Gelatine is a common component in patisserie delicacies but, for the home cook, the gelling agent is a far from an easy ingredient to master. It comes in two forms, powdered and sheet (also called leaf). Although powdered gelatine is easier to find, professionals tend to prefer sheets because they are easier to use, melt more smoothly and the resulting jelly is clearer than when using the powdered form. Both types need to be softened (the term is 'bloomed') in liquid before they can be melted; it's essential that the liquid is cool otherwise the gelatine will melt. Powdered gelatine needs to be sprinkled over the liquid so it's evenly moistened - if you add it all at once, there might be pockets of hard, dry gelatine that will never soften.
Many recipes call for sprinkling a 'package' (whatever that happens to be; it varies according to manufacturer) over a small amount of liquid - often as little as two tablespoons. Usually, though, that's not enough liquid, and the gelatine doesn't soften evenly, so, when it's melted, it's grainy. But you also can't use too much liquid, or it dilutes the flavour of the dish, and it can also mean it won't gel firmly. The general guideline for powdered gelatine is that one pack (seven to eight grams) sets up 500ml of liquid.
Gelatine sheets are also bloomed in cool liquid, although the amount of it doesn't matter because the excess will be squeezed out. Lay the sheets one by one in the liquid, making sure each one is evenly moistened before adding the next. If you were to add many sheets all at once to the liquid, the outside sheets would be moist before the ones in the centre are sufficiently soft. They're ready when they're malleable, so that you can pick them out of the water and squeeze out the excess liquid. There's a fine point between being just soft enough and being too soft, though; if the sheets fall apart, you've overbloomed them and will need to start all over again. It takes only about five minutes to bloom gelatine sheets.
The problem with gelatine sheets is that they come in various sizes and strengths. Different sizes weigh different amounts - and therefore have different 'setting' powers. The strengths are usually called bronze, silver, gold and platinum (or titanium). Many recipes ask for X number of sheets of gelatine, without specifying the type. If you buy boxed gelatine sheets, the instructions should tell you how many sheets are needed to gel a certain amount of liquid, with a range given depending on how firm you want the finished product to be; if you want to mould the product, it needs to be firmer; for softly set dishes, use fewer sheets.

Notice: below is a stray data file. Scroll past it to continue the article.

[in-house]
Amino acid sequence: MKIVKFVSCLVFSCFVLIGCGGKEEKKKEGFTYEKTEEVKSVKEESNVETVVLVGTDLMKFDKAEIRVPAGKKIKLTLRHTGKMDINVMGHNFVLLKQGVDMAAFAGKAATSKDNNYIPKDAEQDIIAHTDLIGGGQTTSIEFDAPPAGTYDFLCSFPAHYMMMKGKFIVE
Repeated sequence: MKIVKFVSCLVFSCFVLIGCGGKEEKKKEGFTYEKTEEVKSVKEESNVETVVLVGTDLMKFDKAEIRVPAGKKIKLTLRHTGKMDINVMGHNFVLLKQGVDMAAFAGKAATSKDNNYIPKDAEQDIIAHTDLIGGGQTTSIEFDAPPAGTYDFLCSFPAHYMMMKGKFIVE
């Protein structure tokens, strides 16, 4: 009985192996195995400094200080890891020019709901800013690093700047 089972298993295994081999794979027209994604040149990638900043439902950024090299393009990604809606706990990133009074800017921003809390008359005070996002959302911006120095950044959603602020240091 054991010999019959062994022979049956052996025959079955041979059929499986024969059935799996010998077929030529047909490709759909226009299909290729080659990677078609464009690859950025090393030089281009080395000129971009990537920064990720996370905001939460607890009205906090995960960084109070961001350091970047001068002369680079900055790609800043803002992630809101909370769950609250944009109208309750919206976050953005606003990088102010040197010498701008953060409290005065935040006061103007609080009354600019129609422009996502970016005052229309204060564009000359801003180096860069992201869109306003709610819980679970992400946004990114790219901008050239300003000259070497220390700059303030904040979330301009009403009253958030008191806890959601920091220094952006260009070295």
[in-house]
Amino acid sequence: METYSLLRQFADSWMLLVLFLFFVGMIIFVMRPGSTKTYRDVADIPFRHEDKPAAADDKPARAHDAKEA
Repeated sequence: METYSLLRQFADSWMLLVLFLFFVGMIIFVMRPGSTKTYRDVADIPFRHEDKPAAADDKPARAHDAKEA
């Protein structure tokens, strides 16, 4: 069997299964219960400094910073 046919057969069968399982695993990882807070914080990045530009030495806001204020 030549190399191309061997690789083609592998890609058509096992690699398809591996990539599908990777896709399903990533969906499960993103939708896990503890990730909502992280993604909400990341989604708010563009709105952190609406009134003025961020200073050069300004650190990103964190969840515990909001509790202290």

But what if you have a cookbook recipe that indicates only the number of sheets, without giving specifics? I have two types of sheets that I bought from Twins (1/F, 137 Johnston Road, Wan Chai, tel: 8111 3090). They're labelled 'thick' and 'thin', and although their dimensions are the same (8cm x 22cm) the former weighs five grams per sheet, the latter 2.5 grams. If I used five sheets of thick gelatine, when a recipe writer wanted the thin sheets, my dish would be overgelled and therefore rubbery.
So, how to figure it out? A good place to start would be by weighing your gelatine sheets, and using, as a general guideline, eight to 12 grams per 500ml of liquid (this is subject to trial and error). In this week's recipe, on page 60, eight grams of sheets gives a softly set jelly that isn't rubbery.
With all types of gelatine, ingredients such as sugar, milk and alcohol strengthen the gelling power while acidic ingredients and salt lessen it. Certain fruits, such as pineapple, mango, papaya and kiwi, kill gelatine - they contain bromelain or papain, which break down the gelatine, rendering it unable to gel. Overheating the gelatine will also break down its setting power.